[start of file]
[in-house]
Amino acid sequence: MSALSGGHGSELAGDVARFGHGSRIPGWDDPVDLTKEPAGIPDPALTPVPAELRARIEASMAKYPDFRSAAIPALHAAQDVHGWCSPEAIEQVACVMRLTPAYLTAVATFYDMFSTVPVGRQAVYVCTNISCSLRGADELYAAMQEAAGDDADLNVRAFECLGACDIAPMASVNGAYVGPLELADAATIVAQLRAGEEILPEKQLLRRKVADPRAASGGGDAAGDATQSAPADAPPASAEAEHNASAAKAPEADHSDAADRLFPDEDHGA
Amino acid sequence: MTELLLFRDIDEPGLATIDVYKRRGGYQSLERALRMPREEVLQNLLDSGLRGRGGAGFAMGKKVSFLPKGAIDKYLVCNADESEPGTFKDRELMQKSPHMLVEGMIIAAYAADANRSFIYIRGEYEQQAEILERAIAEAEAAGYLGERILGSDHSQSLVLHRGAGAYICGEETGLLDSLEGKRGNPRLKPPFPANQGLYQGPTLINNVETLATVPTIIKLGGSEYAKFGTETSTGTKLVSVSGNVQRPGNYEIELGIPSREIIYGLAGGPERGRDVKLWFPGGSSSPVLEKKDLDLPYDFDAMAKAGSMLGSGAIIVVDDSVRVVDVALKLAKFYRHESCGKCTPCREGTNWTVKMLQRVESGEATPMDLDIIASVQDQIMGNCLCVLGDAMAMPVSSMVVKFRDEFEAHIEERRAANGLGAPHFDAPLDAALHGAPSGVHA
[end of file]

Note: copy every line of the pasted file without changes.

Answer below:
[in-house]
Amino acid sequence: MSALSGGHGSELAGDVARFGHGSRIPGWDDPVDLTKEPAGIPDPALTPVPAELRARIEASMAKYPDFRSAAIPALHAAQDVHGWCSPEAIEQVACVMRLTPAYLTAVATFYDMFSTVPVGRQAVYVCTNISCSLRGADELYAAMQEAAGDDADLNVRAFECLGACDIAPMASVNGAYVGPLELADAATIVAQLRAGEEILPEKQLLRRKVADPRAASGGGDAAGDATQSAPADAPPASAEAEHNASAAKAPEADHSDAADRLFPDEDHGA
Amino acid sequence: MTELLLFRDIDEPGLATIDVYKRRGGYQSLERALRMPREEVLQNLLDSGLRGRGGAGFAMGKKVSFLPKGAIDKYLVCNADESEPGTFKDRELMQKSPHMLVEGMIIAAYAADANRSFIYIRGEYEQQAEILERAIAEAEAAGYLGERILGSDHSQSLVLHRGAGAYICGEETGLLDSLEGKRGNPRLKPPFPANQGLYQGPTLINNVETLATVPTIIKLGGSEYAKFGTETSTGTKLVSVSGNVQRPGNYEIELGIPSREIIYGLAGGPERGRDVKLWFPGGSSSPVLEKKDLDLPYDFDAMAKAGSMLGSGAIIVVDDSVRVVDVALKLAKFYRHESCGKCTPCREGTNWTVKMLQRVESGEATPMDLDIIASVQDQIMGNCLCVLGDAMAMPVSSMVVKFRDEFEAHIEERRAANGLGAPHFDAPLDAALHGAPSGVHA